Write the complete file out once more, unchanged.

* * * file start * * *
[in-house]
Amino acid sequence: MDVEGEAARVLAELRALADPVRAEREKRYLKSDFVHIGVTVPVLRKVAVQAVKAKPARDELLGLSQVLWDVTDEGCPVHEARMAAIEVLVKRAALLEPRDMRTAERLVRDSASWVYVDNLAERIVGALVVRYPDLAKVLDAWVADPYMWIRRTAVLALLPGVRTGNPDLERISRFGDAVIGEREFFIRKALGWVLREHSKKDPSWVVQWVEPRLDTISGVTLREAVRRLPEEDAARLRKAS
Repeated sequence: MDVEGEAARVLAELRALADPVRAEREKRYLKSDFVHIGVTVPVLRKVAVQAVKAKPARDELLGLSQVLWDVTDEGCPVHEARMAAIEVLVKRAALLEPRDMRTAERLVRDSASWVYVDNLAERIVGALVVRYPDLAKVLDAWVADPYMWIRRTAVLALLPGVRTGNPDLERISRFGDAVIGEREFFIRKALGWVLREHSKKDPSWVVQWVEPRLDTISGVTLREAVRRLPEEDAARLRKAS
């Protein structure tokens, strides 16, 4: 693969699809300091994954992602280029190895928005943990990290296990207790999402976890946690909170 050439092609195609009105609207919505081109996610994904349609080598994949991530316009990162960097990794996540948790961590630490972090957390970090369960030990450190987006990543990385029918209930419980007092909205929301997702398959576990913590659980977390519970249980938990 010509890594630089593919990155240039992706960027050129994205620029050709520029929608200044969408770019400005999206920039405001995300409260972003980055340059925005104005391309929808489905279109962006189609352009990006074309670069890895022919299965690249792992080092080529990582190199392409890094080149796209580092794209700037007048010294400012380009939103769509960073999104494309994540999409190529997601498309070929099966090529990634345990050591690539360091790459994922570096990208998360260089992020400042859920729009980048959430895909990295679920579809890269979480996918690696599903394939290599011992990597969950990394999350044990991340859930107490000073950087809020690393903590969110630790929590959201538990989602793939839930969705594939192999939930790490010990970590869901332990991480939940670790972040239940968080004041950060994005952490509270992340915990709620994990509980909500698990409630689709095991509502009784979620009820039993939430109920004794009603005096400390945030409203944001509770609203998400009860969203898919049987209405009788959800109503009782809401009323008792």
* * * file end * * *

[in-house]
Amino acid sequence: MDVEGEAARVLAELRALADPVRAEREKRYLKSDFVHIGVTVPVLRKVAVQAVKAKPARDELLGLSQVLWDVTDEGCPVHEARMAAIEVLVKRAALLEPRDMRTAERLVRDSASWVYVDNLAERIVGALVVRYPDLAKVLDAWVADPYMWIRRTAVLALLPGVRTGNPDLERISRFGDAVIGEREFFIRKALGWVLREHSKKDPSWVVQWVEPRLDTISGVTLREAVRRLPEEDAARLRKAS
Repeated sequence: MDVEGEAARVLAELRALADPVRAEREKRYLKSDFVHIGVTVPVLRKVAVQAVKAKPARDELLGLSQVLWDVTDEGCPVHEARMAAIEVLVKRAALLEPRDMRTAERLVRDSASWVYVDNLAERIVGALVVRYPDLAKVLDAWVADPYMWIRRTAVLALLPGVRTGNPDLERISRFGDAVIGEREFFIRKALGWVLREHSKKDPSWVVQWVEPRLDTISGVTLREAVRRLPEEDAARLRKAS
């Protein structure tokens, strides 16, 4: 693969699809300091994954992602280029190895928005943990990290296990207790999402976890946690909170 050439092609195609009105609207919505081109996610994904349609080598994949991530316009990162960097990794996540948790961590630490972090957390970090369960030990450190987006990543990385029918209930419980007092909205929301997702398959576990913590659980977390519970249980938990 010509890594630089593919990155240039992706960027050129994205620029050709520029929608200044969408770019400005999206920039405001995300409260972003980055340059925005104005391309929808489905279109962006189609352009990006074309670069890895022919299965690249792992080092080529990582190199392409890094080149796209580092794209700037007048010294400012380009939103769509960073999104494309994540999409190529997601498309070929099966090529990634345990050591690539360091790459994922570096990208998360260089992020400042859920729009980048959430895909990295679920579809890269979480996918690696599903394939290599011992990597969950990394999350044990991340859930107490000073950087809020690393903590969110630790929590959201538990989602793939839930969705594939192999939930790490010990970590869901332990991480939940670790972040239940968080004041950060994005952490509270992340915990709620994990509980909500698990409630689709095991509502009784979620009820039993939430109920004794009603005096400390945030409203944001509770609203998400009860969203898919049987209405009788959800109503009782809401009323008792």